Nuala Kennedy - Shorelines

2023 studio album

Shorelines - Nuala Kennedy

the bright young folk review

Born in County Louth and currently based in County Clare with her family, singer, composer and flautist Nuala Kennedy has an impressive background. Having worked with the likes of Janis Ian and Mike Scott as a member of traditional power trio The Alt, Oirialla and Harem Scarem, Kennedy has also released six previous solo albums.

This, her seventh, was initially commissioned as a concept piece by Glór Theatre, Ennis, and features a collection of traditional songs alongside new instrumental pieces on which she’s joined by Tara Breen from The Chieftains on fiddle, Danú’s Tony Byrne on guitar, bassist Todd Sickafoose, Caoimhin Vallely on piano and Muireann Nic Amhlaoibh and Solas’s Moira Smiley on backing vocals.

Charting a solitary struggle through love, life and woman’s ultimate triumph over adversity. Kennedy says the work, a thematic suite “of love and loss inspired by the sea” charts “the imagined journeys, both external and internal, of the songs’ central female protagonists, side by side with the evocative coast of County Clare”.

As such, it opens with Sally Sits Weeping / Blue Devils’ Jig, the melancholic, flute-coloured and fingerpicked song, sometimes known as Once I Had A Sweetheart, referencing An Saileog, the Irish for a weeping willow or ’sally’ tree. The version here is assembled from a variety of sources, while the self-composed jig with its fiddle, flute and whistles is named for the deep melancholy that overcome Ishmael in Moby Dick.

Kennedy first heard the track sung by Niamh Parsons, who also recorded the lightly fingerpicked, melodically tumbling Irish emigrant-themed Ye Lover’s All, its inclusion here in memory of the late musician and ethnomusicologist Mick Moloney. Initially sung unaccompanied, part learnt from Alasdair Roberts by way of Shropshire singer Fred Jordan, Father, Father aka Sweet William, a lament for a drowned lover, is kin to The Croppy Boy, among the first Irish tunes in the oral tradition to be written down. Kennedy adds her own input to the dreamily forlorn melody.

Clocking in at almost nine minutes, Saltwater / Flow / Cúcúín are pieces inspired by the swirling musical sounds of Brittany, opening with guitar and fiddle gathering pace into the lively mid-section before the tempo subsides as it resolves into a multi-vocal springtime lullaby she sings to her children, imagining a conversation between a cuckoo and her chicks. Introduced with atmospheric whistle and featuring piano, a brooding, spare six-minute instrumental, Wake was composed while meditating on the wake of a boat while imagining both the dark cadences of Reed’s fiddle work and those of the late Clare fiddler Ellen Galvin.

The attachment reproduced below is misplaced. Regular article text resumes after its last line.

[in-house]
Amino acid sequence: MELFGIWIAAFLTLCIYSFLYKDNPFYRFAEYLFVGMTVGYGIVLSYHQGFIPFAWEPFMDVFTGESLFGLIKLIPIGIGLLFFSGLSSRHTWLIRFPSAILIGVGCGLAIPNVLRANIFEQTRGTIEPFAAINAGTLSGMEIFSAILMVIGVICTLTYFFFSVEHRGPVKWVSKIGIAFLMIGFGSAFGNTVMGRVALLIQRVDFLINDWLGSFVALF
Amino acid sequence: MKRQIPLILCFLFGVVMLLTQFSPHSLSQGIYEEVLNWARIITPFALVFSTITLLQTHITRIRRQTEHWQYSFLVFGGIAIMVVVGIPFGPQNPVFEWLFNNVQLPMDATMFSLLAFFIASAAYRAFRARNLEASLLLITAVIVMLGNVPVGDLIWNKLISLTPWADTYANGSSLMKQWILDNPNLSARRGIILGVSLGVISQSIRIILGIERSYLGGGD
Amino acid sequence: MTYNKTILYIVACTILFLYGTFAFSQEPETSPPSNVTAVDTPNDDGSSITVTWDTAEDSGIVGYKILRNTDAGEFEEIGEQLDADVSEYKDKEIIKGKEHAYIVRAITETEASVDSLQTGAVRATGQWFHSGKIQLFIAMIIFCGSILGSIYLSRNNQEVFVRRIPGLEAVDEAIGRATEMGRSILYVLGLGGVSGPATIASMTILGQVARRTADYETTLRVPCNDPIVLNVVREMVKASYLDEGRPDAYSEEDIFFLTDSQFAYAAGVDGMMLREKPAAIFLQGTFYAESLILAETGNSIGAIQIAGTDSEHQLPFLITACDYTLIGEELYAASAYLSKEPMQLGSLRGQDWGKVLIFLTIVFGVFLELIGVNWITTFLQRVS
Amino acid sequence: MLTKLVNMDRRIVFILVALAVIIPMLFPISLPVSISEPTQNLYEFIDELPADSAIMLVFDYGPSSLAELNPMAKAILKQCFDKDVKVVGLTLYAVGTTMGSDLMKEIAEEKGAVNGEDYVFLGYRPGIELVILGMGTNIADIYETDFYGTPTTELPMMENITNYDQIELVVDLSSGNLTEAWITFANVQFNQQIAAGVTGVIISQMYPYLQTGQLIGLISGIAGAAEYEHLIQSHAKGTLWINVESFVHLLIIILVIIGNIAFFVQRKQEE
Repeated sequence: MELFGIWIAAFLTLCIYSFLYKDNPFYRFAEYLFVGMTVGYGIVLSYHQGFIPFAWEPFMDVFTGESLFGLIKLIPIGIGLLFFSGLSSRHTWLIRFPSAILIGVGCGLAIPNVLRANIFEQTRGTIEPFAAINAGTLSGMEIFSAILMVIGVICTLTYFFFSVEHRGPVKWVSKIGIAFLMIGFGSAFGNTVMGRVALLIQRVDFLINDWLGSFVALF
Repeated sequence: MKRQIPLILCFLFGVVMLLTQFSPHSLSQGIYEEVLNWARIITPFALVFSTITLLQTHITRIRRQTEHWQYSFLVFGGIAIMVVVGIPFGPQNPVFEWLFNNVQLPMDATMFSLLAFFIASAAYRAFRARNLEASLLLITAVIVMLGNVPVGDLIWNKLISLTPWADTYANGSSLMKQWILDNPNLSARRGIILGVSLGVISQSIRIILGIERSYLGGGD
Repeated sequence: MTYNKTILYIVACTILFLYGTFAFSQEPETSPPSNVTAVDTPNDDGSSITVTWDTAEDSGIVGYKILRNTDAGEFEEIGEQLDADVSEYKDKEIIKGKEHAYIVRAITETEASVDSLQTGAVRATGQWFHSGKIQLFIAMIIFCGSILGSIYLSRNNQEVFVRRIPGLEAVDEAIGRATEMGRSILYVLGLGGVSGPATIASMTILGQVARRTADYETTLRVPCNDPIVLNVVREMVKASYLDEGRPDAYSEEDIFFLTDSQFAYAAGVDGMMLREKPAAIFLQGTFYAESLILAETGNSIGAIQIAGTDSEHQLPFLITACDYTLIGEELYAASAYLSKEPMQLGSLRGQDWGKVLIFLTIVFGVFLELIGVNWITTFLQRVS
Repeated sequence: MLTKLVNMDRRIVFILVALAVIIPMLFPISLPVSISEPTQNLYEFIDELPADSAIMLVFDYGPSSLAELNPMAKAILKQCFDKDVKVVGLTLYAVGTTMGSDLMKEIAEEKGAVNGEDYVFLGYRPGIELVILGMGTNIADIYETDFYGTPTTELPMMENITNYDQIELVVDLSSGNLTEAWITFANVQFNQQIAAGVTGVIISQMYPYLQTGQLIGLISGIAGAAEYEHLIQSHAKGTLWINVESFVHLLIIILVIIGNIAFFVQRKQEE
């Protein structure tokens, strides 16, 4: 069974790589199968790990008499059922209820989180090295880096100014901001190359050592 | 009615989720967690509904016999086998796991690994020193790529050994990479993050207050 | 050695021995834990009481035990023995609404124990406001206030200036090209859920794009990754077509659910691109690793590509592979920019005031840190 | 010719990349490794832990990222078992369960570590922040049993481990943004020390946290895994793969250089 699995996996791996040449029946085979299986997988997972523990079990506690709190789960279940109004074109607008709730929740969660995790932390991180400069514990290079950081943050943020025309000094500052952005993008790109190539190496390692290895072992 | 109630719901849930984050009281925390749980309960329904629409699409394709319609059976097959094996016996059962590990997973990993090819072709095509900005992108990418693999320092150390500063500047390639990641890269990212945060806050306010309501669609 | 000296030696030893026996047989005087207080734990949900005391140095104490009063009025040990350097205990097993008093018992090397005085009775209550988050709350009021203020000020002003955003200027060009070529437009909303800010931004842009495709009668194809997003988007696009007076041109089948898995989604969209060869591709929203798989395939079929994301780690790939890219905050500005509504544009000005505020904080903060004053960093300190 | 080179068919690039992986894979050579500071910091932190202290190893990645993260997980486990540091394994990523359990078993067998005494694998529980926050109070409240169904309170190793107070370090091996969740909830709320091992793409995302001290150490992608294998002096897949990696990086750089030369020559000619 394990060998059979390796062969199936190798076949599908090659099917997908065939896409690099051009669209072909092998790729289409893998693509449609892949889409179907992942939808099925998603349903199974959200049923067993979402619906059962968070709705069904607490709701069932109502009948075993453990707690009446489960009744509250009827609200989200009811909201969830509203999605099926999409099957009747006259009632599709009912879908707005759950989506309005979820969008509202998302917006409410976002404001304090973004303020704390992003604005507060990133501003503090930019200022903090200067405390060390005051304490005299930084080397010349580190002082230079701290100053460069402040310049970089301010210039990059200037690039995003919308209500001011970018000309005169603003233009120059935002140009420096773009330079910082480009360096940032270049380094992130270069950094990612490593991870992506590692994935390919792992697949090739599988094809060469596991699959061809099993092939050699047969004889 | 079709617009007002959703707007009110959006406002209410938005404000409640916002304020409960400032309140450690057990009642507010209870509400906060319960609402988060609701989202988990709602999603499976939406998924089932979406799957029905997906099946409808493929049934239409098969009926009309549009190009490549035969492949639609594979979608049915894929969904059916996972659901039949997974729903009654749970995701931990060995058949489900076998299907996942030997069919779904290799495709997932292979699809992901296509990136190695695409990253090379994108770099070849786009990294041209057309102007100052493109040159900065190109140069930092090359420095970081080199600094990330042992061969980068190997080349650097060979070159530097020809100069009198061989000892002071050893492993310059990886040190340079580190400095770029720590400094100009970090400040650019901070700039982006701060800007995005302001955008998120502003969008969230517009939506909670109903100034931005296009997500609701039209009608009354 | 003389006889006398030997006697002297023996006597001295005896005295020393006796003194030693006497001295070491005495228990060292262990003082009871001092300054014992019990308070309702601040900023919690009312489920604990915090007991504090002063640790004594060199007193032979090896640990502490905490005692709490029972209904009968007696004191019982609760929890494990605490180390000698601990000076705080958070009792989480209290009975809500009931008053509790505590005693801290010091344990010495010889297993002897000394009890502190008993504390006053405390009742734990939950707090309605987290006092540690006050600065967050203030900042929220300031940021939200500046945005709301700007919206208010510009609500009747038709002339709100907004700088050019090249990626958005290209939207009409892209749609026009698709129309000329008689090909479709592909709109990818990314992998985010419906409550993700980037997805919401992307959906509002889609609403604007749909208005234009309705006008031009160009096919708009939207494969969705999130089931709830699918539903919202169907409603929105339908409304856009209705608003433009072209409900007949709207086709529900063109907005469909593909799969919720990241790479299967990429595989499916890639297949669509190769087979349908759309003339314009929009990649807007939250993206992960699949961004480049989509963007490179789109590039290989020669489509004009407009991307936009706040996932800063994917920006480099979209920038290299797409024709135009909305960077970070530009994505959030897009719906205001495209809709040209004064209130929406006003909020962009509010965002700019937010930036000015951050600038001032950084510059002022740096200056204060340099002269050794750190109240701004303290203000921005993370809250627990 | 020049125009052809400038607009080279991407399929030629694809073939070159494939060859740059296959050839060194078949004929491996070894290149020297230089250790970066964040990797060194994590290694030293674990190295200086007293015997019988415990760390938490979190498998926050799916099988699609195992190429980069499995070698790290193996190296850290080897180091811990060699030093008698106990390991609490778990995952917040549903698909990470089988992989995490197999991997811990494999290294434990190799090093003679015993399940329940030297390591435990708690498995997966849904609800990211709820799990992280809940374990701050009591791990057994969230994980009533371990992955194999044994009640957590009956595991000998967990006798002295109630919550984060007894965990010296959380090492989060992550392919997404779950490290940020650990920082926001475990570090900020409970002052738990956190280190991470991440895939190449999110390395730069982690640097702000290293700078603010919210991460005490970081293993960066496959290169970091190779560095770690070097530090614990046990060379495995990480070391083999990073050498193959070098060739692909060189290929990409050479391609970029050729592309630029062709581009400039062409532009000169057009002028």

Another instrumental, water also buoys up the lively Sea Reels medley, Downtown Troy being composed for her fiddler friend Troy MacGillivray and named for a tiny village on Cape Breton Island. Meanwhile Haul Away Da Hauser is a traditional reel with the final section, Distant Colours, written in tribute to the Celtic Colours Festival where she was artist-in-residence during Covid.

Simply fingerpicked and accompanied by fiddle and whistle, the gently melodic Marguerite was written by Ontario educator Scott Richardson and learnt from the singing of Geraldine Hollett from Newfoundland outfit The Once. The song tells the story of Marguerite De La Roque, a French aristocrat marooned on the Îles des Demons by her relative Roberval, the Lieutenant General of New France, when she became the lover of a young man on board, while travelling to Quebec in 1542, before eventually being rescued by Basque fishermen and returning to France to found a school for girls.

The last of the instrumentals, driven by Breen, Whirlpools / The Lighthouse Polka are self-composed tunes inspired by the coast of Clare, the first with its dancing fiddle slightly more sedate than the title suggests, the tempo duly picking up in the second. Finally, sung a capella, comes The Cavan Road, learned from Cathal McConnell and previously recorded with Oirialla, an Irish drinking song celebration of parental consent with the final verse a glass-raising benediction.

With its themes of rising above loss and adversity, while underpinned by the sea connections, it’s hard not to view Shorelines through a post-pandemic perspective. But whatever angle you come from, it’s a haunting work from one of Ireland’s foremost exponents of the tradition.

Mike Davies

Released on CD and digitally July 7 2023. Produced by Nuala Kennedy and Todd Sickafoose

1. Sally Sits Weeping / Blue Devils’ Jig
2. Father Father
3. Saltwater / Flow / Cúcúín
4. Ye Lover’s All
5. Wake
6. Sea Reels (Downtown Troy / Haul Away Da Hauser / Distant Colours)
7. Marguerite
8. Whirlpools / The Lighthouse Polka
9. The Cavan Road

Nuala Kennedy discography